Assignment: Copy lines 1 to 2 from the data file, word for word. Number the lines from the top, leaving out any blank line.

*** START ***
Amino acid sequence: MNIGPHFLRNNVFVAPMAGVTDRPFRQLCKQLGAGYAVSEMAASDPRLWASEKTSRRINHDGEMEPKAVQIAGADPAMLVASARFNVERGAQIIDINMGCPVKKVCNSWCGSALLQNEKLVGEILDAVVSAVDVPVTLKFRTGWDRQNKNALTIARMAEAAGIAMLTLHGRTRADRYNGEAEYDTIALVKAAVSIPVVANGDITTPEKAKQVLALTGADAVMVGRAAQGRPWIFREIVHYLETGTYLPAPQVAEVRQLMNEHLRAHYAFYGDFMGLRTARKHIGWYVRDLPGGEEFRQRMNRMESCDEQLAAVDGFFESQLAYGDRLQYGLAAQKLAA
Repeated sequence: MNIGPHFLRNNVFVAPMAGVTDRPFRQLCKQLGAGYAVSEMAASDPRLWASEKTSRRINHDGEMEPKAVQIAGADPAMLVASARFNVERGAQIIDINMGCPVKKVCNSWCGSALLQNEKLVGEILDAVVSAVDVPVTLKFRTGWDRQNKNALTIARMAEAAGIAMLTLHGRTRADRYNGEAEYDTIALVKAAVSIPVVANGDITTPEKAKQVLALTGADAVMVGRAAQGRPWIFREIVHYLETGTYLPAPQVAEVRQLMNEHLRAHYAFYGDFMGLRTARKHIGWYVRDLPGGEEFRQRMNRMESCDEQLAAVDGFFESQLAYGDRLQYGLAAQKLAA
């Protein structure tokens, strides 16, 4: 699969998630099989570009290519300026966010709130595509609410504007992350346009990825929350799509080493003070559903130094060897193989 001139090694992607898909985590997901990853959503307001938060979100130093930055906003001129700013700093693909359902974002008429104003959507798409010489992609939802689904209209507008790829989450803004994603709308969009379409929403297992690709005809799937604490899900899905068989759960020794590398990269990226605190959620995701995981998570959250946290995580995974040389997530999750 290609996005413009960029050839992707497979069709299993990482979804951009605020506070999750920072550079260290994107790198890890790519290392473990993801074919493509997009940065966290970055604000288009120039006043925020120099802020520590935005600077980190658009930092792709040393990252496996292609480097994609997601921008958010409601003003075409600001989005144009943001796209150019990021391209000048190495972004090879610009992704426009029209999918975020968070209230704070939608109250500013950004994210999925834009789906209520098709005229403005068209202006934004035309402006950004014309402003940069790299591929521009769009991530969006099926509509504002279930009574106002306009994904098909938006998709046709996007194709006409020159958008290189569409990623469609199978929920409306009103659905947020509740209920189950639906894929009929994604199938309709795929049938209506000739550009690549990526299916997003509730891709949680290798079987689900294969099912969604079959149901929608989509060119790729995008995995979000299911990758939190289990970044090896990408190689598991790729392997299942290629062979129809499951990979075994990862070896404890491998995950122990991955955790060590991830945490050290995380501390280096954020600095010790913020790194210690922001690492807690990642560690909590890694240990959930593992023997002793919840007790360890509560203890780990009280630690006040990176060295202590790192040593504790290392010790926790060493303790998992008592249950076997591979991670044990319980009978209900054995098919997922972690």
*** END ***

Amino acid sequence: MNIGPHFLRNNVFVAPMAGVTDRPFRQLCKQLGAGYAVSEMAASDPRLWASEKTSRRINHDGEMEPKAVQIAGADPAMLVASARFNVERGAQIIDINMGCPVKKVCNSWCGSALLQNEKLVGEILDAVVSAVDVPVTLKFRTGWDRQNKNALTIARMAEAAGIAMLTLHGRTRADRYNGEAEYDTIALVKAAVSIPVVANGDITTPEKAKQVLALTGADAVMVGRAAQGRPWIFREIVHYLETGTYLPAPQVAEVRQLMNEHLRAHYAFYGDFMGLRTARKHIGWYVRDLPGGEEFRQRMNRMESCDEQLAAVDGFFESQLAYGDRLQYGLAAQKLAA
Repeated sequence: MNIGPHFLRNNVFVAPMAGVTDRPFRQLCKQLGAGYAVSEMAASDPRLWASEKTSRRINHDGEMEPKAVQIAGADPAMLVASARFNVERGAQIIDINMGCPVKKVCNSWCGSALLQNEKLVGEILDAVVSAVDVPVTLKFRTGWDRQNKNALTIARMAEAAGIAMLTLHGRTRADRYNGEAEYDTIALVKAAVSIPVVANGDITTPEKAKQVLALTGADAVMVGRAAQGRPWIFREIVHYLETGTYLPAPQVAEVRQLMNEHLRAHYAFYGDFMGLRTARKHIGWYVRDLPGGEEFRQRMNRMESCDEQLAAVDGFFESQLAYGDRLQYGLAAQKLAA